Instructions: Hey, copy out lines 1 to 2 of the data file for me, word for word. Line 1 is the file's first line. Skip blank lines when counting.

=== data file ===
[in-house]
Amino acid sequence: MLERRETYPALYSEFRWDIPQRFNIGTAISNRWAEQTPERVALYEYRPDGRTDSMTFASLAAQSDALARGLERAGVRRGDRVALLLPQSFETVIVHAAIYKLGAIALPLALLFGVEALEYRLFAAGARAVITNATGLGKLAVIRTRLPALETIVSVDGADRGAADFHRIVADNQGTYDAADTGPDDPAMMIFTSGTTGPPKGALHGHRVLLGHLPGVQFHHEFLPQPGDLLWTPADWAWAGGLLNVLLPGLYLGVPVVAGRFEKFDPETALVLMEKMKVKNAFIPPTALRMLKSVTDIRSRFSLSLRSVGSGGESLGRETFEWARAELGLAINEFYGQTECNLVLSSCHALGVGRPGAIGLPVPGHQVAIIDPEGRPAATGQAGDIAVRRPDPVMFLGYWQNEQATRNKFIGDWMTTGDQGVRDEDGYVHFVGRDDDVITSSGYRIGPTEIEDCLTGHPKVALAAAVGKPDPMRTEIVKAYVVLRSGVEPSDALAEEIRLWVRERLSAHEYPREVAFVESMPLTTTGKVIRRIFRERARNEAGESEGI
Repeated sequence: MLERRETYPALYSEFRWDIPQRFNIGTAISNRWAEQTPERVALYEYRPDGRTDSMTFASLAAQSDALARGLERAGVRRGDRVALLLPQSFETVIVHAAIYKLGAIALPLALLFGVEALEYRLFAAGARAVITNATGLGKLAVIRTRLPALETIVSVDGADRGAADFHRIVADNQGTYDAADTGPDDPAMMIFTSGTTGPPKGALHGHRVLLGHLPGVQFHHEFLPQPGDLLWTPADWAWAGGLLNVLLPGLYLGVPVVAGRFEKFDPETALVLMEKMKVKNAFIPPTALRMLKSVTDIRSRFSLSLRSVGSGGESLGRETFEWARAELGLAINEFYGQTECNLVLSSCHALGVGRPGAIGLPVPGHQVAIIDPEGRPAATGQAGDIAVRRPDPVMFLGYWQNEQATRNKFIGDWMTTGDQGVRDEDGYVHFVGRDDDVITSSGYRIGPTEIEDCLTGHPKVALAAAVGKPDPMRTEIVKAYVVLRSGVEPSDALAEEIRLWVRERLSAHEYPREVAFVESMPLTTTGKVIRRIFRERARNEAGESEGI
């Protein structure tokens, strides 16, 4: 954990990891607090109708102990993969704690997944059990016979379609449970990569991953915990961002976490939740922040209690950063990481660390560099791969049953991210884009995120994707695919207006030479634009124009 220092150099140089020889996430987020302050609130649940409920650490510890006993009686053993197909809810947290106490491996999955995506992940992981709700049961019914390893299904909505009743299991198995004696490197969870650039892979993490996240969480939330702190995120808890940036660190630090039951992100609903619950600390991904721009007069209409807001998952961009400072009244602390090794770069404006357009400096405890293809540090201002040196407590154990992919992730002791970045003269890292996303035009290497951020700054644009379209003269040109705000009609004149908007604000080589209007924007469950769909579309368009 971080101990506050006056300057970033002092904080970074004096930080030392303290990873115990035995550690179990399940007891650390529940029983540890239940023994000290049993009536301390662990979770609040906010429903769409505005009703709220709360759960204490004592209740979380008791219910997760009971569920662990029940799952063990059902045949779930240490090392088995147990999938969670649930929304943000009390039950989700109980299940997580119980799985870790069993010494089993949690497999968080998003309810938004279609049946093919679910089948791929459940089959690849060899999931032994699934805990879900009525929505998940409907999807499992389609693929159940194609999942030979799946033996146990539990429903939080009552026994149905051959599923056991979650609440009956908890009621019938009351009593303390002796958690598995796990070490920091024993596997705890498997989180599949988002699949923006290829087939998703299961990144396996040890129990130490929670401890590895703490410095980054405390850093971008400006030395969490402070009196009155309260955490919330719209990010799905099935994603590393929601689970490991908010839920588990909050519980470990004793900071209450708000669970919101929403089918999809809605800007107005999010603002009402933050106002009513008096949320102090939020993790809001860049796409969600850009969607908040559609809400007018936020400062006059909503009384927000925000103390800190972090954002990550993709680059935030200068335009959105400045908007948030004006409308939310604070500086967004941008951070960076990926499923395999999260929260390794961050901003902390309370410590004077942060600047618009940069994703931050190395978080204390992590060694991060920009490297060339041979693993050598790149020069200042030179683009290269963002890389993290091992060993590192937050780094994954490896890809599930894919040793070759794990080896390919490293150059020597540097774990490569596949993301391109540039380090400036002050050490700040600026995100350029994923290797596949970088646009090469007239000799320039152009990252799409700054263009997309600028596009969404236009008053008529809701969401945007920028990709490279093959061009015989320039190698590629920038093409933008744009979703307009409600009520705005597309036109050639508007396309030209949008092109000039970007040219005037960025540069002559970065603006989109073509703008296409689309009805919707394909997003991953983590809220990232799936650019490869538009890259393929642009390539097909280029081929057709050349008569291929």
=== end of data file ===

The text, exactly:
[in-house]
Amino acid sequence: MLERRETYPALYSEFRWDIPQRFNIGTAISNRWAEQTPERVALYEYRPDGRTDSMTFASLAAQSDALARGLERAGVRRGDRVALLLPQSFETVIVHAAIYKLGAIALPLALLFGVEALEYRLFAAGARAVITNATGLGKLAVIRTRLPALETIVSVDGADRGAADFHRIVADNQGTYDAADTGPDDPAMMIFTSGTTGPPKGALHGHRVLLGHLPGVQFHHEFLPQPGDLLWTPADWAWAGGLLNVLLPGLYLGVPVVAGRFEKFDPETALVLMEKMKVKNAFIPPTALRMLKSVTDIRSRFSLSLRSVGSGGESLGRETFEWARAELGLAINEFYGQTECNLVLSSCHALGVGRPGAIGLPVPGHQVAIIDPEGRPAATGQAGDIAVRRPDPVMFLGYWQNEQATRNKFIGDWMTTGDQGVRDEDGYVHFVGRDDDVITSSGYRIGPTEIEDCLTGHPKVALAAAVGKPDPMRTEIVKAYVVLRSGVEPSDALAEEIRLWVRERLSAHEYPREVAFVESMPLTTTGKVIRRIFRERARNEAGESEGI